Roger L. Martin is one of the greatest business thinkers of our time. He is Professor Emeritus at the Rotman School of Management (University of Toronto), where he served as Dean till before leading the Martin Prosperity Institute. Martin was named by Thinkers50 as the world’s number one management thinker and has published 12 acclaimed books including When More is Not Better and Playing to Win. He is a trusted advisor to many of the world’s most successful CEOs.
In his new book, A New Way to Think: Your Guide to Superior Management Effectiveness, Roger L Martin argues that we are in the midst of a great reboot, with business leaders navigating the uncertainty of a world forever changed by the pandemic. He proposes that to solve the most pressing challenges, leaders must fundamentally rethink their models, frameworks, and ways of thinking.
In this interview, I speak to Professor Roger L. Martin about why we need to rethink management completely. We discuss competition, data, culture, knowledge work, talent, M&A and the fundamentals of how strategy is originated and executed
Q: Why do we need to rethink management?
[Roger L Martin]: An increasing amount of the world’s productive assets are in the hands of companies. This is a trend that has accelerated over the past half century through privatisation and democratisation (though there are signs we may be slipping now). Management matters a lot. If those assets are not being productively converted into goods and services that make the world a better place, it’s a missed opportunity.
Over the past half-century, we’ve standardised on a ‘way’ to do things – and that’s clearly flawed but continues. We need managers and leaders to up their game if we’re going to hope to tackle the environmental, inequality and other crises we face.
Q: How can our relationship with our business model be a diagnostic tool?
[Roger L Martin]: Let’s use the stock-based compensation mode (which maximises shareholder value) as a base for our discussion. Let’s say you deploy the model and give your executives and CEO lots of stock-based incentives, they’ll pursue shareholder value maximisation, and their interests will (largely) have been aligned. If they help the company create lots of shareholder value, they’ll get some of it. The test of course is whether this model- when held accountable- produces shareholder value at a greater clip than without the model. If the model isn’t creating value, but you continue using it, then it owns you. This is frighteningly common- I see a lot of cases where models own their managers, not the opposite.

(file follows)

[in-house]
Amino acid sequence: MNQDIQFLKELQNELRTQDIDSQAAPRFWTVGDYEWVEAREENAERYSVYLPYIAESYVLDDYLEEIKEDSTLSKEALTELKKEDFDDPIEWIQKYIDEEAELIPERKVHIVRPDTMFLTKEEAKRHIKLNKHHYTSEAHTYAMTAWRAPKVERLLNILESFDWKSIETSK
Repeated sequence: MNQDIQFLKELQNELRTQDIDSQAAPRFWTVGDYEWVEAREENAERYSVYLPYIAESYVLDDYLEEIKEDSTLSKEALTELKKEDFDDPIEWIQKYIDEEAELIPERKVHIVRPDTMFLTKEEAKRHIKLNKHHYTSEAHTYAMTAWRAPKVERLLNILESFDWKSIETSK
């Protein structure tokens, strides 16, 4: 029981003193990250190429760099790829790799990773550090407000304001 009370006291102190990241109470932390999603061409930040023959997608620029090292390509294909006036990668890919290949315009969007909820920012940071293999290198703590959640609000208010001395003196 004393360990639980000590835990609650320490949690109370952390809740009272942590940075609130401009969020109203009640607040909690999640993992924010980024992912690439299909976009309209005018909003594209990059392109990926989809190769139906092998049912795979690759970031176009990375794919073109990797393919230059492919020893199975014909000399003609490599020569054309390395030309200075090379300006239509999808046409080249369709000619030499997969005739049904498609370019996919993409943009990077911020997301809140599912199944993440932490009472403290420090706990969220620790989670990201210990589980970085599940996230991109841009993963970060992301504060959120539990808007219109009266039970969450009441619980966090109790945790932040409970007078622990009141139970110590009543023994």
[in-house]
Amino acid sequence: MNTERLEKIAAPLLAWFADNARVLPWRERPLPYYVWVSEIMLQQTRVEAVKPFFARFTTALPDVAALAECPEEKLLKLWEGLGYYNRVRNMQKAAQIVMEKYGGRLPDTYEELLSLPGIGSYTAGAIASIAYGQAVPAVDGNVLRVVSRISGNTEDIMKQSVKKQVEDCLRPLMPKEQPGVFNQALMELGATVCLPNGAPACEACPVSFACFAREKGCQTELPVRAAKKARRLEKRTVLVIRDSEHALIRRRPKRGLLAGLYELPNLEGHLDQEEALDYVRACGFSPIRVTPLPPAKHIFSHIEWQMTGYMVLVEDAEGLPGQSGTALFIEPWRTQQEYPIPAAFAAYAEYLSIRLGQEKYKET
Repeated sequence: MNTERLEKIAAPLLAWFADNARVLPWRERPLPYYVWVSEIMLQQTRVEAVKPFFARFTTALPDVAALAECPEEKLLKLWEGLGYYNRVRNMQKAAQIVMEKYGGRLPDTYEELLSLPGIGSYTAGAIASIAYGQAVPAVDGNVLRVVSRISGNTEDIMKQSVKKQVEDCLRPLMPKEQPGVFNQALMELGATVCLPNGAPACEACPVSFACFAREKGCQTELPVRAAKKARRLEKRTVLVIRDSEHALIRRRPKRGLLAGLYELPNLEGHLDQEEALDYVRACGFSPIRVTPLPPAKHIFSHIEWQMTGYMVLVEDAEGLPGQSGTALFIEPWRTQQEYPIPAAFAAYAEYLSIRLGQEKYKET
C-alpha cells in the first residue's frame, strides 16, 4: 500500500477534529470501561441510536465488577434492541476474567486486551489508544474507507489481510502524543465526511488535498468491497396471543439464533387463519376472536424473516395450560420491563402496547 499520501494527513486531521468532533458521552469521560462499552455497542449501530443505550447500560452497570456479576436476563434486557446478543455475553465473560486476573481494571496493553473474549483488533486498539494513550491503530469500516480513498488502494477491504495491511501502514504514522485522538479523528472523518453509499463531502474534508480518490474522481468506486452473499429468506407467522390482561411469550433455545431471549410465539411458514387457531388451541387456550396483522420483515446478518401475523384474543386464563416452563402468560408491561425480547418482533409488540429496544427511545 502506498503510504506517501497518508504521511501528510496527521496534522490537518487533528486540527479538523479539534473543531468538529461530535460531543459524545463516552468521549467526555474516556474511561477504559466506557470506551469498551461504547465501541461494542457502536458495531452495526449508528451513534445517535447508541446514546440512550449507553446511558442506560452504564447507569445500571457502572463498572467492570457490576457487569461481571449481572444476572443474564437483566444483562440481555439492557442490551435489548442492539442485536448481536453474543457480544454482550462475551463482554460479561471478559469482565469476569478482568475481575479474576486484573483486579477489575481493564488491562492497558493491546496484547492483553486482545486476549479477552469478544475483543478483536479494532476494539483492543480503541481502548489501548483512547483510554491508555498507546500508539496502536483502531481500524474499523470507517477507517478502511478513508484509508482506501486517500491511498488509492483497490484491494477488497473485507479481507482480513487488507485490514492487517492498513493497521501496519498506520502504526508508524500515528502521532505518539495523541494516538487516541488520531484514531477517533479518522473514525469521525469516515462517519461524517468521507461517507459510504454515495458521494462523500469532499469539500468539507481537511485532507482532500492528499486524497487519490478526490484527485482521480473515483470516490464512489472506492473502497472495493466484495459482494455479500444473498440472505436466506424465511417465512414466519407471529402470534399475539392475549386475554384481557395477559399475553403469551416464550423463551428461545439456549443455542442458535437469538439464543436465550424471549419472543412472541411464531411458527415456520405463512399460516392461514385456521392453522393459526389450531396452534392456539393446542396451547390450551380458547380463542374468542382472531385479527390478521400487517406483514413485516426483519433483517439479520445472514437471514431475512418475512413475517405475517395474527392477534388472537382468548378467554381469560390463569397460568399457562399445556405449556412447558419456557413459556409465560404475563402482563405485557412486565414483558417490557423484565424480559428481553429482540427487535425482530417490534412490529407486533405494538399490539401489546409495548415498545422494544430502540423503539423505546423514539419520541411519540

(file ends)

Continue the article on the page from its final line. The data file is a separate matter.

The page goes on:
Q: Do we need to flip our understanding of the direction of power?
[Roger L Martin]: Your customers matter, they have the last word, they hold money in their pocket and will either fork it over… or not… Historically, companies used to be small – but during the 20th century, companies started to get very big and became giant pyramids. Naturally, the idea then emerged that if we have a big sprawling empire, that we must control the levels below- so it hangs together, and the centrifugal force of the organisation won’t blow itself apart. So, the models we have aren’t exactly stupid however coordinate and control at this kind of scale can become impossible and can distance decisions from the customer. Think about a large retail chain. Your store manager is the coalface, they serve your customer, they are the gateway to your customer’s experience… the product. A national stores manager should not be trying to control what stores do and instead say, their job should be to help each store do better. What levers could the national leaders do to help individual stores do better? Could they give more budget? Could they improve logistics? Could they make product launches faster (such as fast fashion). That is the dominant job – helping not controlling.
Q: Do we need to rethink work around projects rather than jobs?